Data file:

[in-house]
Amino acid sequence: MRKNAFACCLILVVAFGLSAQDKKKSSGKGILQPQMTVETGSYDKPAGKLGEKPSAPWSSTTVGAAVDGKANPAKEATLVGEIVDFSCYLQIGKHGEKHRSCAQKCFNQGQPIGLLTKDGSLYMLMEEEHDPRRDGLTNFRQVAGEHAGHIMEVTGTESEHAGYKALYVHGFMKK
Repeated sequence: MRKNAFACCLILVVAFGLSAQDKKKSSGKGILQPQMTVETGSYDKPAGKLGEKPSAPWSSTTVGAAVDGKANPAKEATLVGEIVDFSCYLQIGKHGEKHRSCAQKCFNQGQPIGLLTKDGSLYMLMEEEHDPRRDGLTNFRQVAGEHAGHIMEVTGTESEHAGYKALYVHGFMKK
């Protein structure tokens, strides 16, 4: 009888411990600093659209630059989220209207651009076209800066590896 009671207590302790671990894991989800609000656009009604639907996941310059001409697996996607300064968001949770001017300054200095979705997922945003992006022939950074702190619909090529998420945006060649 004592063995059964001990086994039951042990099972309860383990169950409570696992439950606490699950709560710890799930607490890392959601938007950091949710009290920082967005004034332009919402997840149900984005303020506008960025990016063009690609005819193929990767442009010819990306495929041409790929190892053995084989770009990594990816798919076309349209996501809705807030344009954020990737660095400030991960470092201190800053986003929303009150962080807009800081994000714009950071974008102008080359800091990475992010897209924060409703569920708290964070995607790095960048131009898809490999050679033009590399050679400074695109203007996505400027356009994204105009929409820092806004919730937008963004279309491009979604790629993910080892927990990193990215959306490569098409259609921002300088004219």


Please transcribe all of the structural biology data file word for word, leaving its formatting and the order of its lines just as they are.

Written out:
[in-house]
Amino acid sequence: MRKNAFACCLILVVAFGLSAQDKKKSSGKGILQPQMTVETGSYDKPAGKLGEKPSAPWSSTTVGAAVDGKANPAKEATLVGEIVDFSCYLQIGKHGEKHRSCAQKCFNQGQPIGLLTKDGSLYMLMEEEHDPRRDGLTNFRQVAGEHAGHIMEVTGTESEHAGYKALYVHGFMKK
Repeated sequence: MRKNAFACCLILVVAFGLSAQDKKKSSGKGILQPQMTVETGSYDKPAGKLGEKPSAPWSSTTVGAAVDGKANPAKEATLVGEIVDFSCYLQIGKHGEKHRSCAQKCFNQGQPIGLLTKDGSLYMLMEEEHDPRRDGLTNFRQVAGEHAGHIMEVTGTESEHAGYKALYVHGFMKK
């Protein structure tokens, strides 16, 4: 009888411990600093659209630059989220209207651009076209800066590896 009671207590302790671990894991989800609000656009009604639907996941310059001409697996996607300064968001949770001017300054200095979705997922945003992006022939950074702190619909090529998420945006060649 004592063995059964001990086994039951042990099972309860383990169950409570696992439950606490699950709560710890799930607490890392959601938007950091949710009290920082967005004034332009919402997840149900984005303020506008960025990016063009690609005819193929990767442009010819990306495929041409790929190892053995084989770009990594990816798919076309349209996501809705807030344009954020990737660095400030991960470092201190800053986003929303009150962080807009800081994000714009950071974008102008080359800091990475992010897209924060409703569920708290964070995607790095960048131009898809490999050679033009590399050679400074695109203007996505400027356009994204105009929409820092806004919730937008963004279309491009979604790629993910080892927990990193990215959306490569098409259609921002300088004219």